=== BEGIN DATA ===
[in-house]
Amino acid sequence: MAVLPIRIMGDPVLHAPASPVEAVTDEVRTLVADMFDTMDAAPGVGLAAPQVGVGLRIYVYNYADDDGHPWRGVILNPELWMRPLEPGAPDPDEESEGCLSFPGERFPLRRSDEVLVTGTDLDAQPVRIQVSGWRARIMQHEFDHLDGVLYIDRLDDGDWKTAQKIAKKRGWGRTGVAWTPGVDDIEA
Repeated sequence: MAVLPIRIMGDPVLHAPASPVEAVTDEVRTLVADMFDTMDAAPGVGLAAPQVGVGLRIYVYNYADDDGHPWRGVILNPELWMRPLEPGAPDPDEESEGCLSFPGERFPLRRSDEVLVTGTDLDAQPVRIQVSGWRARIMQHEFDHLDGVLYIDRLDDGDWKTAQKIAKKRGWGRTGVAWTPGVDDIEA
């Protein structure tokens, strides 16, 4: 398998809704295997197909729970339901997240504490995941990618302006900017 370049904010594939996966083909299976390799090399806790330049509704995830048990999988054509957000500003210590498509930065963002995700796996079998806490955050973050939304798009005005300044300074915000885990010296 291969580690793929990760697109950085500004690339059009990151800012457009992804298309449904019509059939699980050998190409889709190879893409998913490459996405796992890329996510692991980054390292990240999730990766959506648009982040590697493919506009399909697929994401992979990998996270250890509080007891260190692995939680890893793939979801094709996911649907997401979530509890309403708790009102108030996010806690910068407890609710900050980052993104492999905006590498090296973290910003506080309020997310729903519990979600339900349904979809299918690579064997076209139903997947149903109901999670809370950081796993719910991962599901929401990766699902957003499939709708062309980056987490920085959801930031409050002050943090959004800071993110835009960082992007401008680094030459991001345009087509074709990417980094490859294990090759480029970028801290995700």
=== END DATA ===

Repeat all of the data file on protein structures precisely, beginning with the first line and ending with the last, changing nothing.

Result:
[in-house]
Amino acid sequence: MAVLPIRIMGDPVLHAPASPVEAVTDEVRTLVADMFDTMDAAPGVGLAAPQVGVGLRIYVYNYADDDGHPWRGVILNPELWMRPLEPGAPDPDEESEGCLSFPGERFPLRRSDEVLVTGTDLDAQPVRIQVSGWRARIMQHEFDHLDGVLYIDRLDDGDWKTAQKIAKKRGWGRTGVAWTPGVDDIEA
Repeated sequence: MAVLPIRIMGDPVLHAPASPVEAVTDEVRTLVADMFDTMDAAPGVGLAAPQVGVGLRIYVYNYADDDGHPWRGVILNPELWMRPLEPGAPDPDEESEGCLSFPGERFPLRRSDEVLVTGTDLDAQPVRIQVSGWRARIMQHEFDHLDGVLYIDRLDDGDWKTAQKIAKKRGWGRTGVAWTPGVDDIEA
């Protein structure tokens, strides 16, 4: 398998809704295997197909729970339901997240504490995941990618302006900017 370049904010594939996966083909299976390799090399806790330049509704995830048990999988054509957000500003210590498509930065963002995700796996079998806490955050973050939304798009005005300044300074915000885990010296 291969580690793929990760697109950085500004690339059009990151800012457009992804298309449904019509059939699980050998190409889709190879893409998913490459996405796992890329996510692991980054390292990240999730990766959506648009982040590697493919506009399909697929994401992979990998996270250890509080007891260190692995939680890893793939979801094709996911649907997401979530509890309403708790009102108030996010806690910068407890609710900050980052993104492999905006590498090296973290910003506080309020997310729903519990979600339900349904979809299918690579064997076209139903997947149903109901999670809370950081796993719910991962599901929401990766699902957003499939709708062309980056987490920085959801930031409050002050943090959004800071993110835009960082992007401008680094030459991001345009087509074709990417980094490859294990090759480029970028801290995700």